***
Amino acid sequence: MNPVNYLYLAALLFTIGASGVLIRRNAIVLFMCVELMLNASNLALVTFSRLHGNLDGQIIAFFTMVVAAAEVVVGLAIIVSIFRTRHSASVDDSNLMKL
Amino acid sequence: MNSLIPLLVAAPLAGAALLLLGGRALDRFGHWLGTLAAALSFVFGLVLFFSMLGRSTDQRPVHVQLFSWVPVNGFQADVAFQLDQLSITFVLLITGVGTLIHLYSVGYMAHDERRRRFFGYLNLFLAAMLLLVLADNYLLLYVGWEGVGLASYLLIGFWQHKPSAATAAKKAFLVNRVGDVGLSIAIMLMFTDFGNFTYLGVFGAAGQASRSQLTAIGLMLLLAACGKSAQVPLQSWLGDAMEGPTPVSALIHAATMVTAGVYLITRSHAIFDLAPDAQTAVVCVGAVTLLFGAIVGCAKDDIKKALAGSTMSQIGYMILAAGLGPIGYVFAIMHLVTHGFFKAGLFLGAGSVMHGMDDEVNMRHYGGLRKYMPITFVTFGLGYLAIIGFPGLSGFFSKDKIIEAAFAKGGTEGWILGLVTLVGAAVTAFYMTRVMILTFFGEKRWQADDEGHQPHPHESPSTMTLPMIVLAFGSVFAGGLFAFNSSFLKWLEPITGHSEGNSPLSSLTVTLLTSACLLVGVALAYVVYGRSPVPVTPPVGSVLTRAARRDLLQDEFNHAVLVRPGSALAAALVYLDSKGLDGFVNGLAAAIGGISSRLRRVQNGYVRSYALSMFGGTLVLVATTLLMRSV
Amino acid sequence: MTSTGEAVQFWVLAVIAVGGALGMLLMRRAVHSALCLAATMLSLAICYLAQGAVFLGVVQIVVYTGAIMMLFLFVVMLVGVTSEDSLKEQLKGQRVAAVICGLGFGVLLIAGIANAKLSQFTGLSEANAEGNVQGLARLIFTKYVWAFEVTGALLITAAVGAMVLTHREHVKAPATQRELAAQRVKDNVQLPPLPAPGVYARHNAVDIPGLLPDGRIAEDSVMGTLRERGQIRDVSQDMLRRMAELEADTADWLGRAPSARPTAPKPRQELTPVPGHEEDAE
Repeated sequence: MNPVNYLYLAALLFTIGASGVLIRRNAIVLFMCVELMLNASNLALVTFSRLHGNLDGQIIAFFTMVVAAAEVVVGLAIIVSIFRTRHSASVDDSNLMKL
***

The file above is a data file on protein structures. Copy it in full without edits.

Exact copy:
Amino acid sequence: MNPVNYLYLAALLFTIGASGVLIRRNAIVLFMCVELMLNASNLALVTFSRLHGNLDGQIIAFFTMVVAAAEVVVGLAIIVSIFRTRHSASVDDSNLMKL
Amino acid sequence: MNSLIPLLVAAPLAGAALLLLGGRALDRFGHWLGTLAAALSFVFGLVLFFSMLGRSTDQRPVHVQLFSWVPVNGFQADVAFQLDQLSITFVLLITGVGTLIHLYSVGYMAHDERRRRFFGYLNLFLAAMLLLVLADNYLLLYVGWEGVGLASYLLIGFWQHKPSAATAAKKAFLVNRVGDVGLSIAIMLMFTDFGNFTYLGVFGAAGQASRSQLTAIGLMLLLAACGKSAQVPLQSWLGDAMEGPTPVSALIHAATMVTAGVYLITRSHAIFDLAPDAQTAVVCVGAVTLLFGAIVGCAKDDIKKALAGSTMSQIGYMILAAGLGPIGYVFAIMHLVTHGFFKAGLFLGAGSVMHGMDDEVNMRHYGGLRKYMPITFVTFGLGYLAIIGFPGLSGFFSKDKIIEAAFAKGGTEGWILGLVTLVGAAVTAFYMTRVMILTFFGEKRWQADDEGHQPHPHESPSTMTLPMIVLAFGSVFAGGLFAFNSSFLKWLEPITGHSEGNSPLSSLTVTLLTSACLLVGVALAYVVYGRSPVPVTPPVGSVLTRAARRDLLQDEFNHAVLVRPGSALAAALVYLDSKGLDGFVNGLAAAIGGISSRLRRVQNGYVRSYALSMFGGTLVLVATTLLMRSV
Amino acid sequence: MTSTGEAVQFWVLAVIAVGGALGMLLMRRAVHSALCLAATMLSLAICYLAQGAVFLGVVQIVVYTGAIMMLFLFVVMLVGVTSEDSLKEQLKGQRVAAVICGLGFGVLLIAGIANAKLSQFTGLSEANAEGNVQGLARLIFTKYVWAFEVTGALLITAAVGAMVLTHREHVKAPATQRELAAQRVKDNVQLPPLPAPGVYARHNAVDIPGLLPDGRIAEDSVMGTLRERGQIRDVSQDMLRRMAELEADTADWLGRAPSARPTAPKPRQELTPVPGHEEDAE
Repeated sequence: MNPVNYLYLAALLFTIGASGVLIRRNAIVLFMCVELMLNASNLALVTFSRLHGNLDGQIIAFFTMVVAAAEVVVGLAIIVSIFRTRHSASVDDSNLMKL